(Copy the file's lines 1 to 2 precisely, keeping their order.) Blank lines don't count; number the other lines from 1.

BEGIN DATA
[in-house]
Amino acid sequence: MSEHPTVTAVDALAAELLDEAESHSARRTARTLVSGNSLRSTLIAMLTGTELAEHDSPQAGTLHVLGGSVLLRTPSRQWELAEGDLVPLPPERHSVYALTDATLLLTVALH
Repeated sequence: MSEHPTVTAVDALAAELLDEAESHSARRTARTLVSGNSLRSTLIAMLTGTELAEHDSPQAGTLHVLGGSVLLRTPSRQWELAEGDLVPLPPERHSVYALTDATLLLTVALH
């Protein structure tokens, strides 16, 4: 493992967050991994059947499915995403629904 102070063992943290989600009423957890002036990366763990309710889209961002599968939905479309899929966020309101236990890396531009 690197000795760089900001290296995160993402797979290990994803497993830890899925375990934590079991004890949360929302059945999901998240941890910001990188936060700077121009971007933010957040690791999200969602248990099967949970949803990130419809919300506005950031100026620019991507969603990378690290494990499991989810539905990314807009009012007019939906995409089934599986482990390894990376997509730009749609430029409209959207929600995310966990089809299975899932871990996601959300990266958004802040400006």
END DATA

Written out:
[in-house]
Amino acid sequence: MSEHPTVTAVDALAAELLDEAESHSARRTARTLVSGNSLRSTLIAMLTGTELAEHDSPQAGTLHVLGGSVLLRTPSRQWELAEGDLVPLPPERHSVYALTDATLLLTVALH